VarInt And VarLong

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Variable-length format such that smaller numbers use fewer bytes. These are very similar to Protocol Buffer Varints: the 7 least significant bits are used to encode the value and the most significant bit indicates whether there's another byte after it for the next part of the number. The least significant group is written first, followed by each of the more significant groups; thus, VarInts are effectively little endian (however, groups are 7 bits, not 8).

VarInts are never longer than 5 bytes, and VarLongs are never longer than 10 bytes.

Pseudocode to read and write VarInts and VarLongs:

public static int readVarInt() {
    int numRead = 0;
    int result = 0;
    byte read;
    do {
        read = readByte();
        int value = (read & 0b01111111);
        result |= (value << (7 * numRead));

        numRead++;
        if (numRead > 5) {
            throw new RuntimeException("VarInt is too big");
        }
    } while ((read & 0b10000000) != 0);

    return result;
}
public static long readVarLong() {
    int numRead = 0;
    long result = 0;
    byte read;
    do {
        read = readByte();
        long value = (read & 0b01111111);
        result |= (value << (7 * numRead));

        numRead++;
        if (numRead > 10) {
            throw new RuntimeException("VarLong is too big");
        }
    } while ((read & 0b10000000) != 0);

    return result;
}
public static void writeVarInt(int value) {
    do {
        byte temp = (byte)(value & 0b01111111);
        // Note: >>> means that the sign bit is shifted with the rest of the number rather than being left alone
        value >>>= 7;
        if (value != 0) {
            temp |= 0b10000000;
        }
        writeByte(temp);
    } while (value != 0);
}
public static void writeVarLong(long value) {
    do {
        byte temp = (byte)(value & 0b01111111);
        // Note: >>> means that the sign bit is shifted with the rest of the number rather than being left alone
        value >>>= 7;
        if (value != 0) {
            temp |= 0b10000000;
        }
        writeByte(temp);
    } while (value != 0);
}

Warning.png Note Minecraft's VarInts are identical to LEB128 with the slight change of throwing a exception if it goes over a set amount of bytes.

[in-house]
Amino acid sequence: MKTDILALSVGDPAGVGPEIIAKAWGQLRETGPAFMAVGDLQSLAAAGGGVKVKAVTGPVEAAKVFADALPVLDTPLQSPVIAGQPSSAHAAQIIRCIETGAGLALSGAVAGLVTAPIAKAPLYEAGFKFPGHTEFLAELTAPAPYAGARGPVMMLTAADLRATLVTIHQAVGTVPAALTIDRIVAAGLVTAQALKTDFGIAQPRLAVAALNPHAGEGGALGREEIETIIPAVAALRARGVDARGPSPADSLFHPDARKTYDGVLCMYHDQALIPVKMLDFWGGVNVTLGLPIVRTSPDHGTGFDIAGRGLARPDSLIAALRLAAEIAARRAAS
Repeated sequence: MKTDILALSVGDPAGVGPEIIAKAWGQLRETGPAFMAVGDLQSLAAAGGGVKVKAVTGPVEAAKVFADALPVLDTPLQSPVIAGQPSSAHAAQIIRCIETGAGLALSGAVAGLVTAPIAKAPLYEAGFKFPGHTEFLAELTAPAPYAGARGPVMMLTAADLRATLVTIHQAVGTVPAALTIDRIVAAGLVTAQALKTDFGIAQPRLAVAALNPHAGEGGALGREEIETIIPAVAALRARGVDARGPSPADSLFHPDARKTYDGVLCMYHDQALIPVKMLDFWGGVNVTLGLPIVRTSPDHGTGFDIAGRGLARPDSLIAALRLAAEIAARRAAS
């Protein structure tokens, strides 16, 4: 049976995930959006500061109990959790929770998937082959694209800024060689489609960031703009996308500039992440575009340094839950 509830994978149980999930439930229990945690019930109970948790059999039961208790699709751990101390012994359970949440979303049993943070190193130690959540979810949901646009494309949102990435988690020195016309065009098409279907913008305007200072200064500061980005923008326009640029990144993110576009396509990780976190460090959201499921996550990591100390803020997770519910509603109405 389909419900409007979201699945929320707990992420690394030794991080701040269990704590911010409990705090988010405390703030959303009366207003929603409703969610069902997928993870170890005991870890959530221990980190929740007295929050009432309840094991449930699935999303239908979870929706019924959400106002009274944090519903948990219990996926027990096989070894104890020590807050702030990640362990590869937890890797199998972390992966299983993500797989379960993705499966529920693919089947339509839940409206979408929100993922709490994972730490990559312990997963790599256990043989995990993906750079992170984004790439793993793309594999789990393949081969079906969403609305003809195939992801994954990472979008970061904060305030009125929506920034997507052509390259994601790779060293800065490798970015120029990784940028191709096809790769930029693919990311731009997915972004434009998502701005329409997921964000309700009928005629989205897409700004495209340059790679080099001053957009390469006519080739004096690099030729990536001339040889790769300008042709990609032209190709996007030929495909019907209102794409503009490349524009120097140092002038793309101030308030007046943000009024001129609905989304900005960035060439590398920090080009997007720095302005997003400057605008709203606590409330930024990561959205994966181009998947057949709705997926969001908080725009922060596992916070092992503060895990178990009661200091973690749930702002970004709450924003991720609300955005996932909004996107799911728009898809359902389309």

Warning.png Note that Minecraft's VarInts are not encoded using Protocol Buffers; it's just similar. If you try to use Protocol Buffers Varints with Minecraft's VarInts, you'll get incorrect results in some cases. The major differences:

  • Minecraft's VarInts are all signed, but do not use the ZigZag encoding. Protocol buffers have 3 types of Varints: uint32 (normal encoding, unsigned), sint32 (ZigZag encoding, signed), and int32 (normal encoding, signed). Minecraft's are the int32 variety. Because Minecraft uses the normal encoding instead of ZigZag encoding, negative values always use the maximum number of bytes.
  • Minecraft's VarInts are never be longer than 5 bytes and its VarLongs will never be longer than 10 bytes, while Protocol Buffer Varints will always use 10 bytes when encoding negative numbers, even if it's an int32.

Sample VarInts:

Value Hex bytes Decimal bytes
0 0x00 0
1 0x01 1
2 0x02 2
127 0x7f 127
128 0x80 0x01 128 1
255 0xff 0x01 255 1
2147483647 0xff 0xff 0xff 0xff 0x07 255 255 255 255 7
-1 0xff 0xff 0xff 0xff 0x0f 255 255 255 255 15
-2147483648 0x80 0x80 0x80 0x80 0x08 128 128 128 128 8

Sample VarLongs:

Value Hex bytes Decimal bytes
0 0x00 0
1 0x01 1
2 0x02 2
127 0x7f 127
128 0x80 0x01 128 1
255 0xff 0x01 255 1
2147483647 0xff 0xff 0xff 0xff 0x07 255 255 255 255 7
9223372036854775807 0xff 0xff 0xff 0xff 0xff 0xff 0xff 0xff 0x7f 255 255 255 255 255 255 255 255 127
-1 0xff 0xff 0xff 0xff 0xff 0xff 0xff 0xff 0xff 0x01 255 255 255 255 255 255 255 255 255 1
-2147483648 0x80 0x80 0x80 0x80 0xf8 0xff 0xff 0xff 0xff 0x01 128 128 128 128 248 255 255 255 255 1
-9223372036854775808 0x80 0x80 0x80 0x80 0x80 0x80 0x80 0x80 0x80 0x01 128 128 128 128 128 128 128 128 128 1